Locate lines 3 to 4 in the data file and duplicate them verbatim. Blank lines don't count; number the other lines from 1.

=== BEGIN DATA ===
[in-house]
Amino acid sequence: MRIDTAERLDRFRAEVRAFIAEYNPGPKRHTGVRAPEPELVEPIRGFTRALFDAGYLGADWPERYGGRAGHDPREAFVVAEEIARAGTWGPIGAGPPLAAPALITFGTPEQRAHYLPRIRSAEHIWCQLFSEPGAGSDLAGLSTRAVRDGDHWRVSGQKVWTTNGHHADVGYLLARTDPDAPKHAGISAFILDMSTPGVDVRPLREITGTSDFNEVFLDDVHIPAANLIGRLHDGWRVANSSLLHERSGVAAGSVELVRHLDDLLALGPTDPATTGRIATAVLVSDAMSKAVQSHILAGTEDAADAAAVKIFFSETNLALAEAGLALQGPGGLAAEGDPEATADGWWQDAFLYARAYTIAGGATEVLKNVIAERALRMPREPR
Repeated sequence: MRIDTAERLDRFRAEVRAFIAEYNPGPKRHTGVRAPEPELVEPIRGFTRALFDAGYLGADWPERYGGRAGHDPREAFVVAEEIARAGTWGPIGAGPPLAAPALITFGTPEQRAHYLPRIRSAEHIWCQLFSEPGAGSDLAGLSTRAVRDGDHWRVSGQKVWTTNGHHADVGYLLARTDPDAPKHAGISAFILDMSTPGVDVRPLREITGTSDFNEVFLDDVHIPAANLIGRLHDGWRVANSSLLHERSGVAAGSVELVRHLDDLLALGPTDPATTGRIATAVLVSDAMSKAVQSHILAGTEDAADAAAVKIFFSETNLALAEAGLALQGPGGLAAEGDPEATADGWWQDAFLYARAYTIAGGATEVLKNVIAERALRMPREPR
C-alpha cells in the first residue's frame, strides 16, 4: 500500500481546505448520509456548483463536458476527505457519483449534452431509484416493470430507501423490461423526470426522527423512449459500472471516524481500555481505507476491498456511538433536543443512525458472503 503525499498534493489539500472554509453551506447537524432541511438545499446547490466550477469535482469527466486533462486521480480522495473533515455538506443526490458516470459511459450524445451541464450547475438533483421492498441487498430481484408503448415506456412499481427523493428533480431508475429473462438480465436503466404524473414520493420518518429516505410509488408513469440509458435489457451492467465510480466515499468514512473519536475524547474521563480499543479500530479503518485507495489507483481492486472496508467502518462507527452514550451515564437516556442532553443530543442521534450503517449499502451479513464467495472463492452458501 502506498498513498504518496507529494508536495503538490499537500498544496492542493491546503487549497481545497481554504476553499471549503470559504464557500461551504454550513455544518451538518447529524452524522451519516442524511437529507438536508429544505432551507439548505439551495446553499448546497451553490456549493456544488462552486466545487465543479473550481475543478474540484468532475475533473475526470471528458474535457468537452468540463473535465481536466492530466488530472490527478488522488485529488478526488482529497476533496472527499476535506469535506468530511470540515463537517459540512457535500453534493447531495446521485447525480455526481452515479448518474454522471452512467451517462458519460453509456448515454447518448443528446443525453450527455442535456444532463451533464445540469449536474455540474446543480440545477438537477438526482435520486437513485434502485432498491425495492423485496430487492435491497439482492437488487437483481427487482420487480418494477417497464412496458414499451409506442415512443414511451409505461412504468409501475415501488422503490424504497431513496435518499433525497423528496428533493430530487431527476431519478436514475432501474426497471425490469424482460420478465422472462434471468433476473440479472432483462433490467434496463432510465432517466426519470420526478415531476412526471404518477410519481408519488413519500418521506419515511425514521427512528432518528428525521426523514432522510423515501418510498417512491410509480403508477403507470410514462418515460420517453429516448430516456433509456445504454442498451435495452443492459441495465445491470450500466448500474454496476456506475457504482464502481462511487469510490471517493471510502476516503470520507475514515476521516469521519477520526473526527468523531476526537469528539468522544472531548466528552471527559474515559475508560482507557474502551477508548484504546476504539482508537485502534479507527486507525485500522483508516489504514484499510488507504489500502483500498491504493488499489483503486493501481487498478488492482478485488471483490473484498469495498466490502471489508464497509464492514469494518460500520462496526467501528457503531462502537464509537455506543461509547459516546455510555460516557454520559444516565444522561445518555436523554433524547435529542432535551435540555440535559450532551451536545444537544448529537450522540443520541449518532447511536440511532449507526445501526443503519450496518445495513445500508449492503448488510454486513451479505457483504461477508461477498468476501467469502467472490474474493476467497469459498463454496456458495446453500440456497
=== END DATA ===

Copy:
Repeated sequence: MRIDTAERLDRFRAEVRAFIAEYNPGPKRHTGVRAPEPELVEPIRGFTRALFDAGYLGADWPERYGGRAGHDPREAFVVAEEIARAGTWGPIGAGPPLAAPALITFGTPEQRAHYLPRIRSAEHIWCQLFSEPGAGSDLAGLSTRAVRDGDHWRVSGQKVWTTNGHHADVGYLLARTDPDAPKHAGISAFILDMSTPGVDVRPLREITGTSDFNEVFLDDVHIPAANLIGRLHDGWRVANSSLLHERSGVAAGSVELVRHLDDLLALGPTDPATTGRIATAVLVSDAMSKAVQSHILAGTEDAADAAAVKIFFSETNLALAEAGLALQGPGGLAAEGDPEATADGWWQDAFLYARAYTIAGGATEVLKNVIAERALRMPREPR
C-alpha cells in the first residue's frame, strides 16, 4: 500500500481546505448520509456548483463536458476527505457519483449534452431509484416493470430507501423490461423526470426522527423512449459500472471516524481500555481505507476491498456511538433536543443512525458472503 503525499498534493489539500472554509453551506447537524432541511438545499446547490466550477469535482469527466486533462486521480480522495473533515455538506443526490458516470459511459450524445451541464450547475438533483421492498441487498430481484408503448415506456412499481427523493428533480431508475429473462438480465436503466404524473414520493420518518429516505410509488408513469440509458435489457451492467465510480466515499468514512473519536475524547474521563480499543479500530479503518485507495489507483481492486472496508467502518462507527452514550451515564437516556442532553443530543442521534450503517449499502451479513464467495472463492452458501 502506498498513498504518496507529494508536495503538490499537500498544496492542493491546503487549497481545497481554504476553499471549503470559504464557500461551504454550513455544518451538518447529524452524522451519516442524511437529507438536508429544505432551507439548505439551495446553499448546497451553490456549493456544488462552486466545487465543479473550481475543478474540484468532475475533473475526470471528458474535457468537452468540463473535465481536466492530466488530472490527478488522488485529488478526488482529497476533496472527499476535506469535506468530511470540515463537517459540512457535500453534493447531495446521485447525480455526481452515479448518474454522471452512467451517462458519460453509456448515454447518448443528446443525453450527455442535456444532463451533464445540469449536474455540474446543480440545477438537477438526482435520486437513485434502485432498491425495492423485496430487492435491497439482492437488487437483481427487482420487480418494477417497464412496458414499451409506442415512443414511451409505461412504468409501475415501488422503490424504497431513496435518499433525497423528496428533493430530487431527476431519478436514475432501474426497471425490469424482460420478465422472462434471468433476473440479472432483462433490467434496463432510465432517466426519470420526478415531476412526471404518477410519481408519488413519500418521506419515511425514521427512528432518528428525521426523514432522510423515501418510498417512491410509480403508477403507470410514462418515460420517453429516448430516456433509456445504454442498451435495452443492459441495465445491470450500466448500474454496476456506475457504482464502481462511487469510490471517493471510502476516503470520507475514515476521516469521519477520526473526527468523531476526537469528539468522544472531548466528552471527559474515559475508560482507557474502551477508548484504546476504539482508537485502534479507527486507525485500522483508516489504514484499510488507504489500502483500498491504493488499489483503486493501481487498478488492482478485488471483490473484498469495498466490502471489508464497509464492514469494518460500520462496526467501528457503531462502537464509537455506543461509547459516546455510555460516557454520559444516565444522561445518555436523554433524547435529542432535551435540555440535559450532551451536545444537544448529537450522540443520541449518532447511536440511532449507526445501526443503519450496518445495513445500508449492503448488510454486513451479505457483504461477508461477498468476501467469502467472490474474493476467497469459498463454496456458495446453500440456497